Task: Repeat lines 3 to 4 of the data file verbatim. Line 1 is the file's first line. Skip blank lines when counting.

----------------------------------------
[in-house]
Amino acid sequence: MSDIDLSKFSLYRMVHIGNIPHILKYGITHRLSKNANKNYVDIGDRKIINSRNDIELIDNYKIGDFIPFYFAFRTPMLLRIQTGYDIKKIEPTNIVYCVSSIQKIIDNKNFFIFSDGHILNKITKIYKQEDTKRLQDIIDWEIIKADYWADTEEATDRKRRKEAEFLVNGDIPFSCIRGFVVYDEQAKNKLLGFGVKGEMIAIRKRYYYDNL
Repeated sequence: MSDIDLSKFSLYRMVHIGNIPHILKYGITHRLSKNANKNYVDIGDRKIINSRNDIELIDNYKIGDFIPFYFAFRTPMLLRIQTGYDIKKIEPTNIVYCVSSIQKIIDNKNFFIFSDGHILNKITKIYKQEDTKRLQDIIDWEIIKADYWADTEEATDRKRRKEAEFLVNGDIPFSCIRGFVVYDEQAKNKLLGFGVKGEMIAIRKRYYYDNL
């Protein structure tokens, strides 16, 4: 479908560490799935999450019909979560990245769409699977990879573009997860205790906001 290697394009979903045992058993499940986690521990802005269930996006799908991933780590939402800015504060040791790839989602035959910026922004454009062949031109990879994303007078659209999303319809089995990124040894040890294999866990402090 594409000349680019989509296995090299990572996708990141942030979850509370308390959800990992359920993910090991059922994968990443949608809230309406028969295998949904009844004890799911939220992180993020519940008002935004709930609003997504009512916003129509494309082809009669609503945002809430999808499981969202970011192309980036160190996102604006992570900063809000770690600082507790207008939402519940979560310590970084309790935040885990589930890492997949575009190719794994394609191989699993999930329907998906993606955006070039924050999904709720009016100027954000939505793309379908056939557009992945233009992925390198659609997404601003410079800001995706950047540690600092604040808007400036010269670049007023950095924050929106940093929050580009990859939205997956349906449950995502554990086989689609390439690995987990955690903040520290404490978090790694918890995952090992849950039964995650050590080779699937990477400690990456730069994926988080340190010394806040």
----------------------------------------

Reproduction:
Repeated sequence: MSDIDLSKFSLYRMVHIGNIPHILKYGITHRLSKNANKNYVDIGDRKIINSRNDIELIDNYKIGDFIPFYFAFRTPMLLRIQTGYDIKKIEPTNIVYCVSSIQKIIDNKNFFIFSDGHILNKITKIYKQEDTKRLQDIIDWEIIKADYWADTEEATDRKRRKEAEFLVNGDIPFSCIRGFVVYDEQAKNKLLGFGVKGEMIAIRKRYYYDNL
């Protein structure tokens, strides 16, 4: 479908560490799935999450019909979560990245769409699977990879573009997860205790906001 290697394009979903045992058993499940986690521990802005269930996006799908991933780590939402800015504060040791790839989602035959910026922004454009062949031109990879994303007078659209999303319809089995990124040894040890294999866990402090 594409000349680019989509296995090299990572996708990141942030979850509370308390959800990992359920993910090991059922994968990443949608809230309406028969295998949904009844004890799911939220992180993020519940008002935004709930609003997504009512916003129509494309082809009669609503945002809430999808499981969202970011192309980036160190996102604006992570900063809000770690600082507790207008939402519940979560310590970084309790935040885990589930890492997949575009190719794994394609191989699993999930329907998906993606955006070039924050999904709720009016100027954000939505793309379908056939557009992945233009992925390198659609997404601003410079800001995706950047540690600092604040808007400036010269670049007023950095924050929106940093929050580009990859939205997956349906449950995502554990086989689609390439690995987990955690903040520290404490978090790694918890995952090992849950039964995650050590080779699937990477400690990456730069994926988080340190010394806040």